Once the data preprocessing is completed, the N-point data are obtained and can be used as the input signal of the DFT, which is the same as the classical DFT. However, the result will have the ability to suppress spectral leakage and “phase invariance.” Unlike with the traditional DFT, the phase of the apDFT has nothing to do with the frequency offset and is always the original phase of the signal, which can be considered as the main advantage of the apDFT. This characteristic is known as “phase invariance.” Moreover, the apDFT’s amplitude is the square of the traditional DFT’s, which increases the gap between the main frequency bin and other bins and can suppress spectral leakage.

The object of the synchrophasor estimation is the power grid signal, whose standard discrete expression is:
where A, f, and φ_{0} are the amplitude, frequency, and phase of the signal, respectively. T_{s} is the sampling period; T_{s} = 1/f_{s}, where f_{s} is the sampling frequency.

$$x(n)=A\mathrm{cos}(2\pi fn{T}_{s}+{\phi}_{0})=A\mathrm{cos}(2\pi n\beta /N+{\phi}_{0})$$

In this paper, the triangular window is selected as the window function for the all-phase data preprocessing, because it can improve the accuracy of the algorithm while ensuring real-time performance.

The triangular window can be represented in the time domain as:
where n = 0, 1, 2, …, N − 1. The amplitude spectrum function of the triangular window is:

$$w(n)=\{\begin{array}{ll}\frac{2n+1}{N}& 0\le n\le \frac{N}{2}-1\\ 2-\frac{2n+1}{N}& \frac{N}{2}\le n\le N-1\end{array}$$

$$W(\omega )=\frac{2}{N}{\left[\frac{\mathrm{sin}(\omega N/4)}{\mathrm{sin}(\omega /2)}\right]}^{2}{e}^{-j(\frac{N}{2}-1)\omega}$$

The calculation formula of the apDFT with double windows can be obtained from:
where ω = 2πk/N, ω* = 2πβ/N, and β = f/f_{0}; the frequency resolution of the algorithms discussed in this paper is uniformly the nominal frequency f_{0}, and N is a number of samples in one period. For a symmetric window, the spectrum function obtained by convolution is the real spectrum, and the phase spectrum is zero.

$$X(k)=A{e}^{-j{\phi}_{0}}{W}^{2}(\omega -{\omega}^{*})$$

By performing the apDFT on (1), the spectrum function can be obtained as:

$${X}_{ap}(k)=\frac{A}{2}\left\{{e}^{-j{\phi}_{0}}{W}^{2}\left[2\pi (k-\beta )/N\right]+{e}^{j{\phi}_{0}}{W}^{2}\left[2\pi (k-\beta )/N\right]\right\}$$

Although the apDFT can obtain the high-precision phase and has a spectral leakage suppression capability, the influence of spectral leakage still exists, such that the frequency and amplitude of the fundamental tone still need to be obtained through spectrum correction. Consequently, this paper adopts the time-shift phase difference correction method because of its high spectrum-correction accuracy.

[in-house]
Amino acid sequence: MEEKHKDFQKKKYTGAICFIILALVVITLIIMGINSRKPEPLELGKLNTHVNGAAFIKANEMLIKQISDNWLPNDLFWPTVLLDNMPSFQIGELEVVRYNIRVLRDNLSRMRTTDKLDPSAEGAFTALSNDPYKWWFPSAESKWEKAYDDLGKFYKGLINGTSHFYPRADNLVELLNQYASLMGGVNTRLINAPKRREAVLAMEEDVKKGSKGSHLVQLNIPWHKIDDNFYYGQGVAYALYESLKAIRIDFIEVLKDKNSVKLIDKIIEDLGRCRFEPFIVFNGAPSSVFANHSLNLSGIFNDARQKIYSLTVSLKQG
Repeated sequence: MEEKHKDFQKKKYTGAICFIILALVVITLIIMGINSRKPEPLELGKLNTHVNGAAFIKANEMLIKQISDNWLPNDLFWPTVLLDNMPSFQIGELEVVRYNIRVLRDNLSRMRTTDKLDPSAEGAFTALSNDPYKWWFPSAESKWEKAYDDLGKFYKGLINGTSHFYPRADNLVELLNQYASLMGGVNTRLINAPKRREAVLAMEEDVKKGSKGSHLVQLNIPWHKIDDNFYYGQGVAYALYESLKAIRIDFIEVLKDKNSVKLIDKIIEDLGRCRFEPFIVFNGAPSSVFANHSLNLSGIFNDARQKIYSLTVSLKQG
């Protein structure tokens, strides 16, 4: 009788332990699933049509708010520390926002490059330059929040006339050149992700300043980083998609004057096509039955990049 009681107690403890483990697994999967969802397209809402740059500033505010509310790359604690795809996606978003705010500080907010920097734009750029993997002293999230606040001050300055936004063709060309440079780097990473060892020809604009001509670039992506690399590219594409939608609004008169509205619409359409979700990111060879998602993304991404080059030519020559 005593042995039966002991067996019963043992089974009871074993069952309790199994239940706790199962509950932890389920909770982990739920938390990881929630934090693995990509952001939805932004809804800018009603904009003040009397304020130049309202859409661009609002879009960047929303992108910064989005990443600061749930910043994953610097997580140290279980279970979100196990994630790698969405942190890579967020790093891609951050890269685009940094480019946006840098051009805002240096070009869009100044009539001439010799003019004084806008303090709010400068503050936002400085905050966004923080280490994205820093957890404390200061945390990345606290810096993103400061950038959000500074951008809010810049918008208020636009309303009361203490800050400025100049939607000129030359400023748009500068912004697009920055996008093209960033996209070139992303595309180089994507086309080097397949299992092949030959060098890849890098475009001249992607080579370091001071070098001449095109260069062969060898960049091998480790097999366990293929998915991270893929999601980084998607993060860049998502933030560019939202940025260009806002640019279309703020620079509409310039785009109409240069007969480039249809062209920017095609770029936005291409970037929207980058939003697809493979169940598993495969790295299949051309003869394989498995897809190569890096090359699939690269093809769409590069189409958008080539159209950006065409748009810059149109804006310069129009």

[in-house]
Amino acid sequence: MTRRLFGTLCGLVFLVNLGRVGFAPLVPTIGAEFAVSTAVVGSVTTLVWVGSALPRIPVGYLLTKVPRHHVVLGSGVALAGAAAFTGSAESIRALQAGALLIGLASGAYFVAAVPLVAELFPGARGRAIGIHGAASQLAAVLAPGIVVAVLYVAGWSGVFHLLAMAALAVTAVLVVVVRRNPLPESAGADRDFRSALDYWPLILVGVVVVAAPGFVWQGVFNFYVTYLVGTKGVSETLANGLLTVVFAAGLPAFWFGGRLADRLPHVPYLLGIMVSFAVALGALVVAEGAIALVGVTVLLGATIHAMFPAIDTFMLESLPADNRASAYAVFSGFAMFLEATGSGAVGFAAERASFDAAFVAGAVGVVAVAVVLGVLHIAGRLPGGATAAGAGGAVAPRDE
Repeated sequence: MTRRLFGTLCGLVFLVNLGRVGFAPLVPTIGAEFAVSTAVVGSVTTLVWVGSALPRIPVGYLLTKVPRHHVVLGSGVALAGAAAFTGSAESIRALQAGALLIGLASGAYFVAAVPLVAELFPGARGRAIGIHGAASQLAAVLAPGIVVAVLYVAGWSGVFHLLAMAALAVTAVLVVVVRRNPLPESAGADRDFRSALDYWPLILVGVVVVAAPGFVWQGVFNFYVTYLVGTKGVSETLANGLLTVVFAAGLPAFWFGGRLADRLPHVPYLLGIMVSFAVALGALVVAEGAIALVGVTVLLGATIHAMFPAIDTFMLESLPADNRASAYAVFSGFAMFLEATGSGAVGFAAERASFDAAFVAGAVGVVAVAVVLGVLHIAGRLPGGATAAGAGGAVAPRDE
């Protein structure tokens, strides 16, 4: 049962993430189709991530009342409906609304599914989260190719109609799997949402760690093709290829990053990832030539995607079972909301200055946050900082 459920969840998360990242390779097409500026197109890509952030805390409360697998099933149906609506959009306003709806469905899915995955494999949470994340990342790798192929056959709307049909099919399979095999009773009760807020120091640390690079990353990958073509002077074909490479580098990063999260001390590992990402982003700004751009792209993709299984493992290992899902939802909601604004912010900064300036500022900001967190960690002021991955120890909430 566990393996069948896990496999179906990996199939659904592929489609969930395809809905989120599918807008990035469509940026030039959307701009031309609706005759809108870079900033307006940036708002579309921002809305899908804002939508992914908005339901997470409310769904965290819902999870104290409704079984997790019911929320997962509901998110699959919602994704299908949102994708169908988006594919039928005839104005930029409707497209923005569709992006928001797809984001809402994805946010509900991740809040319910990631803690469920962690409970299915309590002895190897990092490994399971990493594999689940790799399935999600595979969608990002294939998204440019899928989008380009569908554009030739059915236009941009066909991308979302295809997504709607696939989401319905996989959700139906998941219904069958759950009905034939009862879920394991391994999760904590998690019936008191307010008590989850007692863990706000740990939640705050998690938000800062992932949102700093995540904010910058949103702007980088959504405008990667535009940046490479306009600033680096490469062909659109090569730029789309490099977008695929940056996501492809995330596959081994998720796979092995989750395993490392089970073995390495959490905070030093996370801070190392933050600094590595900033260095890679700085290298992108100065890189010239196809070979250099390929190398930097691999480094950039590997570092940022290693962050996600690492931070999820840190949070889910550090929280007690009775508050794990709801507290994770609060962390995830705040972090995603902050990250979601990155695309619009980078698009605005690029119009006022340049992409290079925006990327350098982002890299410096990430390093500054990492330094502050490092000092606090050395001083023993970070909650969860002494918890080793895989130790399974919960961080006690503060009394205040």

The TSPDC method requires two groups of samples. The first 2N−1 samples are taken as the first subsequence, and the second 2N−1 samples are taken as the second subsequence. The ApDFT is run to obtain the phase of the main tone, φ_{1} and φ_{2}.

(1) Phase estimation: Since the accuracy of the phase obtained by the apDFT is high enough that no further correction is required, the value of the phase estimation is φ_{1}.

(2) Frequency estimation: Theoretically, the relation between the phase difference of two subsequences and the frequency is:
where n_{0} is the number of sampling intervals between the first sequence and the second sequence. Due to the characteristics of the algorithm, the phase difference Δφ is limited within [−2π, 2π], which is called “phase ambiguity”. In order to solve this problem, we need to correct the phase difference:
where the default frequency resolution is the nominal frequency f_{0} of the power grid. According to the above formula, the frequency offset rate is:

$$\Delta \phi ={\phi}_{2}-{\phi}_{1}=2\pi \beta {n}_{0}/N$$

$$\Delta \phi =2\pi \beta {n}_{0}/N-2\pi {n}_{0}/N$$

$$\widehat{r}=\frac{\Delta \phi N}{2\pi {n}_{0}}$$

Thus, the estimated frequency can be obtained as:

$$\widehat{f}=\left(1+\widehat{r}\right){f}_{0}$$

The rate of change of frequency (ROCOF) is:

$$ROCOF=\frac{df}{dt}=\frac{\Delta f}{\u25b3n{T}_{s}}$$

In discrete computation, the expression is the first order difference of frequency.